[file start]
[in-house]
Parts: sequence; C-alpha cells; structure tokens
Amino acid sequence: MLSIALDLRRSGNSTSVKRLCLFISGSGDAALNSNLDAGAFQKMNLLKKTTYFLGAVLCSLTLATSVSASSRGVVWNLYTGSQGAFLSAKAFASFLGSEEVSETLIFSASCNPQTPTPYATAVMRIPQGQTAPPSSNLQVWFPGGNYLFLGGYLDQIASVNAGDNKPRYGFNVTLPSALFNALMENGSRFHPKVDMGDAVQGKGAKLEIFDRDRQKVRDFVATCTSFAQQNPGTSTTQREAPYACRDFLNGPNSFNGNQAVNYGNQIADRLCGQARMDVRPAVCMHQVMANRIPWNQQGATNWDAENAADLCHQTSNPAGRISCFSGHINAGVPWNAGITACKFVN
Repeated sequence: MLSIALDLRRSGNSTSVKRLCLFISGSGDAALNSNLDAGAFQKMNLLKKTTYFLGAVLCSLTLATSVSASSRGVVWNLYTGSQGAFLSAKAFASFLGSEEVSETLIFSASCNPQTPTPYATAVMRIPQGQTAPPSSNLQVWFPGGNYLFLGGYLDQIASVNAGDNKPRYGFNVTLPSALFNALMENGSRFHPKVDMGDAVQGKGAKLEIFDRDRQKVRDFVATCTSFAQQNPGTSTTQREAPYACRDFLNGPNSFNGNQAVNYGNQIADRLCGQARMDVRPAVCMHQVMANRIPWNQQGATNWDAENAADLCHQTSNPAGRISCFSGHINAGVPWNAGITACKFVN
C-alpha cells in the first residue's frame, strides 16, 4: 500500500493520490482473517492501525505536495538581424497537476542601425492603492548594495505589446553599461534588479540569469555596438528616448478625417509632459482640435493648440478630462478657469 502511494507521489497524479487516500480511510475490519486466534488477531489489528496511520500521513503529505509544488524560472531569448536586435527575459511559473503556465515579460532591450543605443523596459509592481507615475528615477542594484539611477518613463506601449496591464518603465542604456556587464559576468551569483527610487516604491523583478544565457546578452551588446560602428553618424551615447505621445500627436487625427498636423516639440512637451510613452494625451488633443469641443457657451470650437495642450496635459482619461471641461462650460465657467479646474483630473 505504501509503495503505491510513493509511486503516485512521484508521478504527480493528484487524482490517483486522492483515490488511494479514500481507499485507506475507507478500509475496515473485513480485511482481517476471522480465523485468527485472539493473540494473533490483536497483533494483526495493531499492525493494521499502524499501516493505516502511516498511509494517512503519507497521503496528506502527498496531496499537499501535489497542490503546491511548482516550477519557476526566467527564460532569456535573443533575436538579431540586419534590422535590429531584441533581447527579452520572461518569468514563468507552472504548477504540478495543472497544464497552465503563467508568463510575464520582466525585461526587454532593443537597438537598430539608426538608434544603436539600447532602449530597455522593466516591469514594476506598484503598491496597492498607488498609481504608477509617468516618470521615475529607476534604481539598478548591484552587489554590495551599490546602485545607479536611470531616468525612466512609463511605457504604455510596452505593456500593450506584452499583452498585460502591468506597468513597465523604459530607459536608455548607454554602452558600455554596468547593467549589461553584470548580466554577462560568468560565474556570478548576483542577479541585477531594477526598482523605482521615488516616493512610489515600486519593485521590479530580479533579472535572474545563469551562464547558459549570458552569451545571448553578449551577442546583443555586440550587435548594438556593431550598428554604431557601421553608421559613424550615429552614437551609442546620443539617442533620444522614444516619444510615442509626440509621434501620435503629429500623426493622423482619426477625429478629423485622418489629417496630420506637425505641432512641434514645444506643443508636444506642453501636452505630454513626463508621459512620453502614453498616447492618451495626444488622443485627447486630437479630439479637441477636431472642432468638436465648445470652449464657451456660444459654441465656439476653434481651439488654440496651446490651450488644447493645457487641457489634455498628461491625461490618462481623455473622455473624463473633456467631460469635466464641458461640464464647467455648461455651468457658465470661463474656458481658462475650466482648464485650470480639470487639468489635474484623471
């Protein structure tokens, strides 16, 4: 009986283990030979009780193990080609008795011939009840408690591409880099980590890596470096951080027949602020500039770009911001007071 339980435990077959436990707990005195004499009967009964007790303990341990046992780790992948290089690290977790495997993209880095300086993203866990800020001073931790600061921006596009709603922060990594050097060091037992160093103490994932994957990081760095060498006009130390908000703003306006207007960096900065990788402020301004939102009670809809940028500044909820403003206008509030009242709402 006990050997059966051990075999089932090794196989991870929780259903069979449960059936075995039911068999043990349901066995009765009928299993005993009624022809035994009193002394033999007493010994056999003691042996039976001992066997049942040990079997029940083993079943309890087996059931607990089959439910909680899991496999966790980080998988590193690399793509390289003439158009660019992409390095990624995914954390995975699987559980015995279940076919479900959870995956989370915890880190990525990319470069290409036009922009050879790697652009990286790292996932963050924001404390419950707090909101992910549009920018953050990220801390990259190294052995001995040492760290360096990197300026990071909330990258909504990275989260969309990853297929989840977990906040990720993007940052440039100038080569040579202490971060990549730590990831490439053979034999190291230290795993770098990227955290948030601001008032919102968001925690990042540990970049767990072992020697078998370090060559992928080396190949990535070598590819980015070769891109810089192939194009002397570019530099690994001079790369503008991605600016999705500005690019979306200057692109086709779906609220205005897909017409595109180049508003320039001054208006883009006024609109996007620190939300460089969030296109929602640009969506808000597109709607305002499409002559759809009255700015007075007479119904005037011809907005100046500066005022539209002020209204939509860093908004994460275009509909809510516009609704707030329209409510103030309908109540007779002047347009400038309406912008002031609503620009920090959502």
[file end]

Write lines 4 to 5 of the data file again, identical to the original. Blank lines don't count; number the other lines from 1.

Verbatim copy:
Repeated sequence: MLSIALDLRRSGNSTSVKRLCLFISGSGDAALNSNLDAGAFQKMNLLKKTTYFLGAVLCSLTLATSVSASSRGVVWNLYTGSQGAFLSAKAFASFLGSEEVSETLIFSASCNPQTPTPYATAVMRIPQGQTAPPSSNLQVWFPGGNYLFLGGYLDQIASVNAGDNKPRYGFNVTLPSALFNALMENGSRFHPKVDMGDAVQGKGAKLEIFDRDRQKVRDFVATCTSFAQQNPGTSTTQREAPYACRDFLNGPNSFNGNQAVNYGNQIADRLCGQARMDVRPAVCMHQVMANRIPWNQQGATNWDAENAADLCHQTSNPAGRISCFSGHINAGVPWNAGITACKFVN
C-alpha cells in the first residue's frame, strides 16, 4: 500500500493520490482473517492501525505536495538581424497537476542601425492603492548594495505589446553599461534588479540569469555596438528616448478625417509632459482640435493648440478630462478657469 502511494507521489497524479487516500480511510475490519486466534488477531489489528496511520500521513503529505509544488524560472531569448536586435527575459511559473503556465515579460532591450543605443523596459509592481507615475528615477542594484539611477518613463506601449496591464518603465542604456556587464559576468551569483527610487516604491523583478544565457546578452551588446560602428553618424551615447505621445500627436487625427498636423516639440512637451510613452494625451488633443469641443457657451470650437495642450496635459482619461471641461462650460465657467479646474483630473 505504501509503495503505491510513493509511486503516485512521484508521478504527480493528484487524482490517483486522492483515490488511494479514500481507499485507506475507507478500509475496515473485513480485511482481517476471522480465523485468527485472539493473540494473533490483536497483533494483526495493531499492525493494521499502524499501516493505516502511516498511509494517512503519507497521503496528506502527498496531496499537499501535489497542490503546491511548482516550477519557476526566467527564460532569456535573443533575436538579431540586419534590422535590429531584441533581447527579452520572461518569468514563468507552472504548477504540478495543472497544464497552465503563467508568463510575464520582466525585461526587454532593443537597438537598430539608426538608434544603436539600447532602449530597455522593466516591469514594476506598484503598491496597492498607488498609481504608477509617468516618470521615475529607476534604481539598478548591484552587489554590495551599490546602485545607479536611470531616468525612466512609463511605457504604455510596452505593456500593450506584452499583452498585460502591468506597468513597465523604459530607459536608455548607454554602452558600455554596468547593467549589461553584470548580466554577462560568468560565474556570478548576483542577479541585477531594477526598482523605482521615488516616493512610489515600486519593485521590479530580479533579472535572474545563469551562464547558459549570458552569451545571448553578449551577442546583443555586440550587435548594438556593431550598428554604431557601421553608421559613424550615429552614437551609442546620443539617442533620444522614444516619444510615442509626440509621434501620435503629429500623426493622423482619426477625429478629423485622418489629417496630420506637425505641432512641434514645444506643443508636444506642453501636452505630454513626463508621459512620453502614453498616447492618451495626444488622443485627447486630437479630439479637441477636431472642432468638436465648445470652449464657451456660444459654441465656439476653434481651439488654440496651446490651450488644447493645457487641457489634455498628461491625461490618462481623455473622455473624463473633456467631460469635466464641458461640464464647467455648461455651468457658465470661463474656458481658462475650466482648464485650470480639470487639468489635474484623471